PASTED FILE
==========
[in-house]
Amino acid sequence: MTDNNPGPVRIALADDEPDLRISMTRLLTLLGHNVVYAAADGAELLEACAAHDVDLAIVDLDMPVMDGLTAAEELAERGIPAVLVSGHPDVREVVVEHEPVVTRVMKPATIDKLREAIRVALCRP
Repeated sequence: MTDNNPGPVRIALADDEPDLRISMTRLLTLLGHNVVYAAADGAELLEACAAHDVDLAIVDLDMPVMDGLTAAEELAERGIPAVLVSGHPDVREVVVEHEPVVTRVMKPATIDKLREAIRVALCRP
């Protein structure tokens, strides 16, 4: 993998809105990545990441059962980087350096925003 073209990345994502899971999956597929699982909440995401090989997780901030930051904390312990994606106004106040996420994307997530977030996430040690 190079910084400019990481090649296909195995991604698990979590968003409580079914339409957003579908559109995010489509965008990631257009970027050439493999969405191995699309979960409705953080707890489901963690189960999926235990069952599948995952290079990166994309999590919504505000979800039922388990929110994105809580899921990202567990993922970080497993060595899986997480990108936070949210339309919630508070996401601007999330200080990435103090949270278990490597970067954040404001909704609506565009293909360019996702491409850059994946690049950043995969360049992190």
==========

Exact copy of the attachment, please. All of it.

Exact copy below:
[in-house]
Amino acid sequence: MTDNNPGPVRIALADDEPDLRISMTRLLTLLGHNVVYAAADGAELLEACAAHDVDLAIVDLDMPVMDGLTAAEELAERGIPAVLVSGHPDVREVVVEHEPVVTRVMKPATIDKLREAIRVALCRP
Repeated sequence: MTDNNPGPVRIALADDEPDLRISMTRLLTLLGHNVVYAAADGAELLEACAAHDVDLAIVDLDMPVMDGLTAAEELAERGIPAVLVSGHPDVREVVVEHEPVVTRVMKPATIDKLREAIRVALCRP
């Protein structure tokens, strides 16, 4: 993998809105990545990441059962980087350096925003 073209990345994502899971999956597929699982909440995401090989997780901030930051904390312990994606106004106040996420994307997530977030996430040690 190079910084400019990481090649296909195995991604698990979590968003409580079914339409957003579908559109995010489509965008990631257009970027050439493999969405191995699309979960409705953080707890489901963690189960999926235990069952599948995952290079990166994309999590919504505000979800039922388990929110994105809580899921990202567990993922970080497993060595899986997480990108936070949210339309919630508070996401601007999330200080990435103090949270278990490597970067954040404001909704609506565009293909360019996702491409850059994946690049950043995969360049992190």